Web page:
So, we've arrived at another ODI series. While Tests enjoy the affections of the purists, and T20s set the world alight, bilateral ODIs have become the quiet presence in the corner of the party. They used to be the cool kids, and occasionally still have their moments. But when you think of the world of cricket, these are the series that seem least likely to stimulate.
Add to this the fact that Sri Lanka and Afghanistan have played surprisingly little cricket against each other for teams in the same global neighbourhood and, as such, have not developed tantalising narratives. When Sri Lanka play Pakistan, it's all smiles and saccharine affection. When Afghanistan play Pakistan, you need extra security in the stands.
Sri Lanka v Afghanistan? There's not a lot there. Yet.
So why should we care?
Perhaps the greatest triumph of the ODI Super League structure is to bring context to series like this. These three ODIs are, in fact, vital to both teams. The rules are that after 24 ODIs (four away series, four home series, three ODIs each), you've got to place in the top eight, out of 13 teams, to gain automatic qualification for next year's ODI World Cup. If you don't you will have to play a qualifying tournament.
Afghanistan are sitting in a relatively pretty good spot. After having played only half their Super League games, they're at 100 points, having won 10 matches and lost two (their opponents so far have been Zimbabwe, Bangladesh, Netherlands, and Ireland). This puts them at seventh on the Super League table - essentially on the cusp of qualification. Three wins here might just seal their World Cup place.
Sri Lanka, meanwhile, essentially need to win all their remaining six matches. After 18 games, they have a paltry 62 points, which puts them at 10th on the table. The likeliest outcome for them is that they will have to play the qualifying tournament, as they are probably in a three-way battle with Ireland and South Africa to claim the last automatic-qualification spot. Even a rained out match - which is very possible in Pallekele in November - is a bad result for them.
Their best ODI series in recent times - the victory over Australia in a five-match series this year - didn't count towards the Super League at all.
What will conditions be like?
In some ways, the conditions in Pallekele might even out the bowling attacks. It is one of Sri Lanka's livelier pitches for seam bowling, with the ball tending to do plenty under lights, particularly when there's a bit of moisture around, as there usually is in November.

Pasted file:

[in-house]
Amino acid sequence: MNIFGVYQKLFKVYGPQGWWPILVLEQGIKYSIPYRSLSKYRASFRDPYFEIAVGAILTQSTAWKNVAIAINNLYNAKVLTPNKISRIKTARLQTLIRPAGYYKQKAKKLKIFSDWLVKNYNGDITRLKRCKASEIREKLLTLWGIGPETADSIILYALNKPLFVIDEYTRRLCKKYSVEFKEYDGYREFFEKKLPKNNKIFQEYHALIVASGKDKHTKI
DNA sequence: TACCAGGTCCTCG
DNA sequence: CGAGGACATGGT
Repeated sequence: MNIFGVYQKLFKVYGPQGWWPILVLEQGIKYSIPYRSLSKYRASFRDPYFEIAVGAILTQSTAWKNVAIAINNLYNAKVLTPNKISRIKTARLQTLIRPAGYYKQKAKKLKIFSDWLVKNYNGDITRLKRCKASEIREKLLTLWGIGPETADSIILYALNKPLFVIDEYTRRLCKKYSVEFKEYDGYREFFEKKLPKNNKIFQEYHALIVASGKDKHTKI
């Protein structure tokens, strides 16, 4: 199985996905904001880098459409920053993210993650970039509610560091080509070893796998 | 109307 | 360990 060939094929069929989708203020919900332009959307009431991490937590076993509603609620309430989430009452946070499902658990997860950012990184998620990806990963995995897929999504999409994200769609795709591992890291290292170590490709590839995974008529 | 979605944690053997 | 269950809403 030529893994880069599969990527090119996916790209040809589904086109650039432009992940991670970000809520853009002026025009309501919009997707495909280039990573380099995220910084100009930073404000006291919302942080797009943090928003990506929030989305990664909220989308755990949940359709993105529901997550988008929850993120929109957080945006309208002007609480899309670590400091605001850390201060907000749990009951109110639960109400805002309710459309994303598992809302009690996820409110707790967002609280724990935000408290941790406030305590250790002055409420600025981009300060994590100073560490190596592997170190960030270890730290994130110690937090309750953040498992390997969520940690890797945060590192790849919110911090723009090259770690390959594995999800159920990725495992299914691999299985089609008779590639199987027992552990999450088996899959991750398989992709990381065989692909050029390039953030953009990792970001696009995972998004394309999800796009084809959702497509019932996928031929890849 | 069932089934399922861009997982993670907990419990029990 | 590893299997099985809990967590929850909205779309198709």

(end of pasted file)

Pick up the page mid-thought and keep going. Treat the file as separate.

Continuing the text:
With Dushmantha Chameera likely out for several more months following ankle surgery, and Dilshan Madushanka still unavailable, the hosts' seam attack will be led by Lahiru Kumara, with Kasun Rajitha likely being the second seam option. Pramod Madushan is available as well. Afghanistan, meanwhile, have Fazalhaq Farooqi, who has done well against Sri Lanka in T20Is, as well as left-armer Fareed Ahmad, and Yamin Ahmadzai.
Owing to little more than familiarity with the conditions, though, Sri Lanka will hope they have the higher ground on the batting front. Afghanistan's arrival having been only several days ago, they've not had a lot of time to familiarise themselves with conditions either.
Battle to watch
Sri Lanka's spinners vs Afghanistan's
Twenty-nine ODIs into his career, Wanindu Hasaranga is a decent one-day spinner, but not quite the phenomenon he is in T20Is. In this format, he has 34 wickets in 31 matches, at an average of 35.55, though with a half-decent economy rate of 5.09. His counterpart, Rashid Khan, has corresponding numbers of 18.65 and 4.16.
The caveat is that 46 of Rashid's bowling innings have been against Zimbabwe and Ireland - teams he has absolutely dominated. But even against the likes of Pakistan, or West Indies, or Bangladesh, his record is much more impressive than that of Hasaranga, who is frequently an economical spinner, but not a penetrative one in this format. Hasaranga, though, did claim career-best figures of 4 for 58 against Australia, in the last ODI series he played, so he will hope his ODI trajectory has shifted.
Mujeeb Ur Rahman has also got significantly better numbers than Maheesh Theekshana, averaging 23.43 a wicket to Theekshana's 33.40, although their economy rates are both excellent, a tick either side of four.
Theekshana, though, is only nine ODIs into his career, and has proved an excellent throughout-the-innings operator already. There have been few situations, across formats, in which he has seemed overwhelmed.